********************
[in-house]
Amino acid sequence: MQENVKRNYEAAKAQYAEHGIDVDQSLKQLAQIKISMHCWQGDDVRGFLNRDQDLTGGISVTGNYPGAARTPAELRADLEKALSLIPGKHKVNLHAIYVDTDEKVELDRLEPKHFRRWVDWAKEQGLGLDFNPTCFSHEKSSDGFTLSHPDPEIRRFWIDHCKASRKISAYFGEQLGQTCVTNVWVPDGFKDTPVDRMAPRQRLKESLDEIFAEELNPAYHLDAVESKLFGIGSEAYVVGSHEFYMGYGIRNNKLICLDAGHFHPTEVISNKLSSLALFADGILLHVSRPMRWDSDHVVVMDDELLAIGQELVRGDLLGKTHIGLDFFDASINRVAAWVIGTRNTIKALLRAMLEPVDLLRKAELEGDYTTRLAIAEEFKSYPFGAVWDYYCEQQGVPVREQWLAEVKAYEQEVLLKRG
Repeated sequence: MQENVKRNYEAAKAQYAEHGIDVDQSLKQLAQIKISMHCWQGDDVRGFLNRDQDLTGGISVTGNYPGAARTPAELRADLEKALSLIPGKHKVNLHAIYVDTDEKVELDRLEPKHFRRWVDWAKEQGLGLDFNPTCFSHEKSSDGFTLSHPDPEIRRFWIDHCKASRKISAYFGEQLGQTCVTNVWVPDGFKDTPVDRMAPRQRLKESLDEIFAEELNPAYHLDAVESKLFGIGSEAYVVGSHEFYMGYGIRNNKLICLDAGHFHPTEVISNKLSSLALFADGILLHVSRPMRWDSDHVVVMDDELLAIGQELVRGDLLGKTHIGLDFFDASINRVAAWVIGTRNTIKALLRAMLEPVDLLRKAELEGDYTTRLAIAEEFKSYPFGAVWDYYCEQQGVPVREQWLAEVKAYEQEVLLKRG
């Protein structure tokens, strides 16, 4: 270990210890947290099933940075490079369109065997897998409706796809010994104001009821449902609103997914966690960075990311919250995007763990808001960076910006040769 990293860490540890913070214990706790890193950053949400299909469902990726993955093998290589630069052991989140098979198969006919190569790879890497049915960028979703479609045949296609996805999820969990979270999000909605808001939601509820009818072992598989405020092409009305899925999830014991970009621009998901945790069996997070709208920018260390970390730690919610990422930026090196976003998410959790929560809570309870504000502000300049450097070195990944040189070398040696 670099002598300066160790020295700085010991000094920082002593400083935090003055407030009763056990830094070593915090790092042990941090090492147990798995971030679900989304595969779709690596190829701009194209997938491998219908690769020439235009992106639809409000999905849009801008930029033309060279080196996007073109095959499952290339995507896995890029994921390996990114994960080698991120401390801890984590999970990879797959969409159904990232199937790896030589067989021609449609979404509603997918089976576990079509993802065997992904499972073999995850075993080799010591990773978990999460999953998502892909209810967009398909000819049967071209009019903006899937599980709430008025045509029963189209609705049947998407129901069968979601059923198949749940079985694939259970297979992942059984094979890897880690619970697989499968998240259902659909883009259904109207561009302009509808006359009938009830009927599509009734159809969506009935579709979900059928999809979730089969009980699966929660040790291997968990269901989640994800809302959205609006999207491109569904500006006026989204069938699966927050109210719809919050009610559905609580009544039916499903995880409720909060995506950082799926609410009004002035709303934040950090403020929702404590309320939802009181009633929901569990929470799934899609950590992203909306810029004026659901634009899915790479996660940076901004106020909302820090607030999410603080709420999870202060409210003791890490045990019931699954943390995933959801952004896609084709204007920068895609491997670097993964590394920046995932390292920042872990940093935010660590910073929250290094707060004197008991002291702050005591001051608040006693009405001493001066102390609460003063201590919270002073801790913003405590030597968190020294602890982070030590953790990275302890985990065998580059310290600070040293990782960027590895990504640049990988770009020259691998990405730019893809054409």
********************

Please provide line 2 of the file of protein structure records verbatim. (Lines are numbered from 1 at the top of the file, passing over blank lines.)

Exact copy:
Amino acid sequence: MQENVKRNYEAAKAQYAEHGIDVDQSLKQLAQIKISMHCWQGDDVRGFLNRDQDLTGGISVTGNYPGAARTPAELRADLEKALSLIPGKHKVNLHAIYVDTDEKVELDRLEPKHFRRWVDWAKEQGLGLDFNPTCFSHEKSSDGFTLSHPDPEIRRFWIDHCKASRKISAYFGEQLGQTCVTNVWVPDGFKDTPVDRMAPRQRLKESLDEIFAEELNPAYHLDAVESKLFGIGSEAYVVGSHEFYMGYGIRNNKLICLDAGHFHPTEVISNKLSSLALFADGILLHVSRPMRWDSDHVVVMDDELLAIGQELVRGDLLGKTHIGLDFFDASINRVAAWVIGTRNTIKALLRAMLEPVDLLRKAELEGDYTTRLAIAEEFKSYPFGAVWDYYCEQQGVPVREQWLAEVKAYEQEVLLKRG